Try the following experiment in a Prolog compiler supporting modules such as SWI-Prolog or YAP. Define two modules that export the same predicate and try to load them. For example, assume a file
m1.pl with content:
:- module(m1, [p/1]). p(X) :- clause(X, true). :- dynamic(a/1). a(one). a(two). a(three).
and a file
m2.pl with content:
:- module(m2, [p/1]). p(X) :- clause(X, true). :- dynamic(a/1). a(1). a(2). a(3).
Let’s try to load these two files in SWI-Prolog:
$ swipl Welcome to SWI-Prolog (Multi-threaded, 32 bits, Version 5.7.7) Copyright (c) 1990-2008 University of Amsterdam. SWI-Prolog comes with ABSOLUTELY NO WARRANTY. This is free software, and you are welcome to redistribute it under certain conditions. Please visit http://www.swi-prolog.org for details. For help, use ?- help(Topic). or ?- apropos(Word). ?- [m1, m2]. % m1 compiled into m1 0.00 sec, 1,316 bytes ERROR: Cannot import m2:p/1 into module user: already imported from m1 false. [debug] ?-
We get an error. It seems that loading a module automatically imports its exported predicates into the loading context (the module
user in this case). How unfortunate. We don’t get a chance of using explicit qualified calls to choose which predicate to call. Let’s try the same experiment with YAP:
$ yap % Restoring file /usr/local/lib/Yap/startup YAP version Yap-5.1.4 ?- [m1, m2]. % consulting /Users/pmoura/m1.pl... % consulted /Users/pmoura/m1.pl in module m1, 1 msec 1056 bytes % consulting /Users/pmoura/m2.pl... % consulted /Users/pmoura/m2.pl in module m2, 0 msec 648 bytes NAME CLASH: m1:p/1 was already imported to module user; Do you want to import it from m2 ? [y or n]
In this case, we get a prompt asking what to do. Maybe interesting if we happen to be in an interactive session, otherwise…
Ciao have claimed for a long time to provide a better module system so let’s try a similar experiment with this compiler. This time we explicitly say that we want to use both modules:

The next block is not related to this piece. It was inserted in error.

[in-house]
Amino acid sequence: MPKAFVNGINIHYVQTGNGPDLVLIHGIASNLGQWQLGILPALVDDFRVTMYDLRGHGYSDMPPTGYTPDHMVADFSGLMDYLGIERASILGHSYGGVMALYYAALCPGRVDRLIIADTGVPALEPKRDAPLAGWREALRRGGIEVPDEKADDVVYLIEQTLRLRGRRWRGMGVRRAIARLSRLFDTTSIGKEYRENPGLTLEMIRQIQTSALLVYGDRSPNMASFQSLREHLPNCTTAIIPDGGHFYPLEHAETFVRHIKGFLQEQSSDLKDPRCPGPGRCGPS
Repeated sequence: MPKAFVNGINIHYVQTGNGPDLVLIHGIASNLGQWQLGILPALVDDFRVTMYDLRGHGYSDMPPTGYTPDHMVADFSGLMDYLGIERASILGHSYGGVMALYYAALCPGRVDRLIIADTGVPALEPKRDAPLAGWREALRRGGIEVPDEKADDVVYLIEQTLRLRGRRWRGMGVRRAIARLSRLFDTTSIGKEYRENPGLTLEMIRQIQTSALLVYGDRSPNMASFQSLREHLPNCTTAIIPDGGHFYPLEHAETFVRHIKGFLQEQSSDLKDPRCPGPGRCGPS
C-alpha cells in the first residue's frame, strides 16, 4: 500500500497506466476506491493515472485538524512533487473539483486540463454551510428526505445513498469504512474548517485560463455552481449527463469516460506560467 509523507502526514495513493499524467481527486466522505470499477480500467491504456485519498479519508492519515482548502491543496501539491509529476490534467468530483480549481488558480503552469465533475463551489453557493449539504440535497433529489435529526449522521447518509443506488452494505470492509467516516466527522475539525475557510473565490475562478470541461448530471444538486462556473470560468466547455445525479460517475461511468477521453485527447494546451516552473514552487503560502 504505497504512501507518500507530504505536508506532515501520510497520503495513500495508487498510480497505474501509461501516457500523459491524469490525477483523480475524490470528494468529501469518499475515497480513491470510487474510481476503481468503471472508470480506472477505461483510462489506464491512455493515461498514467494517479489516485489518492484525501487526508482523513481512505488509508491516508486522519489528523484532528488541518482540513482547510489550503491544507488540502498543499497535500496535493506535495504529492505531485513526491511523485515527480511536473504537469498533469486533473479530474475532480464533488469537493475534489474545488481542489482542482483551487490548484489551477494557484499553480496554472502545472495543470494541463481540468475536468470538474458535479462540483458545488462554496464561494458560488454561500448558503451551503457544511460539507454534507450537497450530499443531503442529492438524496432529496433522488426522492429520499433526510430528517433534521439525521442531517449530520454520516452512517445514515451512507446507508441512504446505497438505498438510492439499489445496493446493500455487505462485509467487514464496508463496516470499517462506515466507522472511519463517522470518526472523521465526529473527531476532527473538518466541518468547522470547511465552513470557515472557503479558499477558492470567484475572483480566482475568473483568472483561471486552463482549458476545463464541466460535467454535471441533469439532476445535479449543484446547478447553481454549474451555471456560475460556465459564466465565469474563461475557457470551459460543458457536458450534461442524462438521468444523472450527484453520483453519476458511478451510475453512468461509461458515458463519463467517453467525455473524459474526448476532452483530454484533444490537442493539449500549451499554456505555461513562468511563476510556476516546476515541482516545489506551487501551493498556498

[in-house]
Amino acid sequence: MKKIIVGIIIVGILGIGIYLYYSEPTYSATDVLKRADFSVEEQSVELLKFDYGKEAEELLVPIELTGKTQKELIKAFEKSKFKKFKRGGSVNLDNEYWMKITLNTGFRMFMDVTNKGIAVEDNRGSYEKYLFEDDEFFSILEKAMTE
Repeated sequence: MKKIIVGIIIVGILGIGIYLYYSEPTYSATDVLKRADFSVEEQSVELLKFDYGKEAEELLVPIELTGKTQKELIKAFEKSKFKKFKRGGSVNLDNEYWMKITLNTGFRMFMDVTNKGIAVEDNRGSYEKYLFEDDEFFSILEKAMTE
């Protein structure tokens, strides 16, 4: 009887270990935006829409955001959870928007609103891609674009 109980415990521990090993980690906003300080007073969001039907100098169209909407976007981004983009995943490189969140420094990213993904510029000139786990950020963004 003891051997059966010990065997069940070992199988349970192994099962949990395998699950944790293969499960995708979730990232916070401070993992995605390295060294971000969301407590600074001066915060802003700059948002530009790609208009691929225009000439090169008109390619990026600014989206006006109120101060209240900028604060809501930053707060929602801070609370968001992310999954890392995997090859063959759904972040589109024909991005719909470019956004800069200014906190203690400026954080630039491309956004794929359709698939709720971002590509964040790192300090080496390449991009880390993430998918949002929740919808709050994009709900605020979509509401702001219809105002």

$ ciao Welcome to the Ciao Prolog Development System! Ciao-Prolog 1.10 #8: Wed Jan 31 21:54:06 WET 2007 ?- use_module(m1), use_module(m2). yes ?- p(a(X)). X = one ? ; X = two ? ; X = three ? ; no
In this case, there is no error, no prompt, the compiler just silently makes a choice in our behalf. How can the compiler know how to make the right choice? Should the order of the
use_module/1 calls really matter? What if there are two exported predicates with the same name in both modules and we want one from the first module and the other from the second module?
What these experiments tell us?
Prolog compilers automatically import, or try to import, the exported predicates of loaded modules. Therefore, whenever two modules export the same predicate, we either get an error (SWI-Prolog), a prompt for solving the conflict (YAP), or automatic conflict resolution (Ciao). So much for the often proclaimed de facto module standard.
Modules are supposed to provide namespaces. Except, it seems, for their exported predicates. In this case, a module developer needs to be aware of all the exported predicates in all modules that might be used by him, or by her, or by third parties in order not to get into trouble. Or risk the chance of getting his or her users into trouble. This is the amazing foundation that many implementers and users alike feel that should be used to build the predicate libraries that will support our Prolog applications. My biggest problem is, of course, how to hide this post from colleagues working in other programming languages. I don’t want them to laugh themselves to death.